'Truckers' - Book Review

Terry Pratchett's Truckers (1988) is possibly my least favourite Pratchett book so far. The premise is that Nomes (4 inches tall, according to Wikipedia - the book itself only made it very clear they were quite small) living unseen among humans in our current world. They move immensely faster than humans - although they're also commensurately shorter-lived. Masklin is the hunter for a group of Nomes that used to be much larger. He comes up with the idea of climbing onto a human truck to find a new place to live, and so they end up at Arnold Brothers department store. The store is already occupied by thousands of Nomes: the welcome they receive is mixed. But Masklin finds even the department store Nomes looking to him to guide them when it's discovered that Arnold Brothers is closing and will be demolished.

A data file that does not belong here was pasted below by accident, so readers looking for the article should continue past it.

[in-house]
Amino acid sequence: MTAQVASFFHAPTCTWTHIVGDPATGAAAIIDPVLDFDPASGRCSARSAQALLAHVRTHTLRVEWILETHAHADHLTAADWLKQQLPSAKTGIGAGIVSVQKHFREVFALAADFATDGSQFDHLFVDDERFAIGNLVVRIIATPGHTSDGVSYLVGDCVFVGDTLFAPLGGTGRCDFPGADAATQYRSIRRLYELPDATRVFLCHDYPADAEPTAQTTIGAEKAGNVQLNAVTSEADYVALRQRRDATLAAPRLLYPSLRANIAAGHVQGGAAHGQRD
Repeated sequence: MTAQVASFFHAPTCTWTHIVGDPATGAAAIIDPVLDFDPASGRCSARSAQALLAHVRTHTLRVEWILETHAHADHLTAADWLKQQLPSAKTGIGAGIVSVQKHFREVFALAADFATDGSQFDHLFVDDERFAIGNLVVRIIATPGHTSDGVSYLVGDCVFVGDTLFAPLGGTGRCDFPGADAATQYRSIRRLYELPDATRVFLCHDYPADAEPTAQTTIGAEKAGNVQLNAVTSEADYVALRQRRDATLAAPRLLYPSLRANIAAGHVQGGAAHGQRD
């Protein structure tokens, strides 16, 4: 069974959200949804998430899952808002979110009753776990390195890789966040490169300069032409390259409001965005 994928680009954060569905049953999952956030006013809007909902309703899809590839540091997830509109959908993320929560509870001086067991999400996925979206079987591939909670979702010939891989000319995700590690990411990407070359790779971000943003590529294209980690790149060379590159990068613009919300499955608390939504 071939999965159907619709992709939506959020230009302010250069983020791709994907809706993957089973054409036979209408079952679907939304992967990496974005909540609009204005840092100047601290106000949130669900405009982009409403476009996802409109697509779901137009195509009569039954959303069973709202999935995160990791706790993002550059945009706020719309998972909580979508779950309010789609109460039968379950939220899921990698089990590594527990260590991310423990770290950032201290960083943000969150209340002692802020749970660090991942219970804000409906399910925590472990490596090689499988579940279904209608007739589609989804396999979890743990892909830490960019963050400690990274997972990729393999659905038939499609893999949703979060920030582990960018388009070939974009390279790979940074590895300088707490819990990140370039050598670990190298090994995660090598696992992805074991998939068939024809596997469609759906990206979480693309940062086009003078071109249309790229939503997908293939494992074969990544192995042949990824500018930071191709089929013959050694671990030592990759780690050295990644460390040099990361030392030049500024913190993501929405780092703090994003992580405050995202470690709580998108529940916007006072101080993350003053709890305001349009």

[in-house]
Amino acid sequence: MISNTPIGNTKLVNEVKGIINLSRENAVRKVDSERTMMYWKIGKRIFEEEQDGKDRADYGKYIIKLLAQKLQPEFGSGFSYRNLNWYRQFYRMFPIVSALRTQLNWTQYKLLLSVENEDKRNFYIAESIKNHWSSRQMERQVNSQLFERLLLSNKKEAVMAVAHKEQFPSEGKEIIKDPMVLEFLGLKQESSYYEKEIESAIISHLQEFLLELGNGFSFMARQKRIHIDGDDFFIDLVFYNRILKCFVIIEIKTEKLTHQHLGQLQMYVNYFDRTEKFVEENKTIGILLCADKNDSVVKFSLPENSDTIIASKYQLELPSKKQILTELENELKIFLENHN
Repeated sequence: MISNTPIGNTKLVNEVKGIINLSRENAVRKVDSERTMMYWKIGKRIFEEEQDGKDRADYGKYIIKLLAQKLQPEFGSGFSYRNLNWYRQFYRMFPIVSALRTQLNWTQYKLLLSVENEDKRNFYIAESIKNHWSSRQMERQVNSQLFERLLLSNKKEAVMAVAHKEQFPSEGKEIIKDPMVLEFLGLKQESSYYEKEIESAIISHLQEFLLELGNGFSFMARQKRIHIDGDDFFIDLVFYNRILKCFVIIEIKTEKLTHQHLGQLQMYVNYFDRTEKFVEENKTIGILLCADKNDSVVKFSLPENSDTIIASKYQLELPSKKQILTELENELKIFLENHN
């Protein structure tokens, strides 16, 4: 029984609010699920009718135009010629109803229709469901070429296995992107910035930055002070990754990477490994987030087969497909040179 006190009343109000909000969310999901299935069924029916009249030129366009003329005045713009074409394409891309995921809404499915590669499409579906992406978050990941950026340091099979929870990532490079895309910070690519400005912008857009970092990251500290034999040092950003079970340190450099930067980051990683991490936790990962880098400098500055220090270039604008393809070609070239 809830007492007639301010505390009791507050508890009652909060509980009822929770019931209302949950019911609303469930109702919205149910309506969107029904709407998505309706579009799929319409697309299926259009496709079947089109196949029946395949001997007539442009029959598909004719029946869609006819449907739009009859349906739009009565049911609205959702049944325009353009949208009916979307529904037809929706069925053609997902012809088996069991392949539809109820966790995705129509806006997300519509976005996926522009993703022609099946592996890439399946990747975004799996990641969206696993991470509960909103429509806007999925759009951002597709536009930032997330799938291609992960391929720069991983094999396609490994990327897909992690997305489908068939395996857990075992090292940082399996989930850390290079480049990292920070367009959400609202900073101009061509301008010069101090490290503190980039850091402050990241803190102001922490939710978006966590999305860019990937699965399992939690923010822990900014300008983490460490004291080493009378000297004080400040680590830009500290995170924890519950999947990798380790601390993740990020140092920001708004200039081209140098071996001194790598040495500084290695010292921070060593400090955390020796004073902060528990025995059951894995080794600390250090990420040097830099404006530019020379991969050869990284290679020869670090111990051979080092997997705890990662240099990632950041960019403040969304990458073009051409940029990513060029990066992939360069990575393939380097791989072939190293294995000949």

The plot, of course, has never been the point of Pratchett's books. The point is the humour, and for me it fell totally flat in this book. Huge swaths of it are based on the Nomes misinterpreting human English, such as "Road Works Ahead" is determined by them to mean that the road functions well ahead. He was creative in the extent of his misinterpretations, but I found it remarkably unfunny. I don't expect I'll read the two sequels.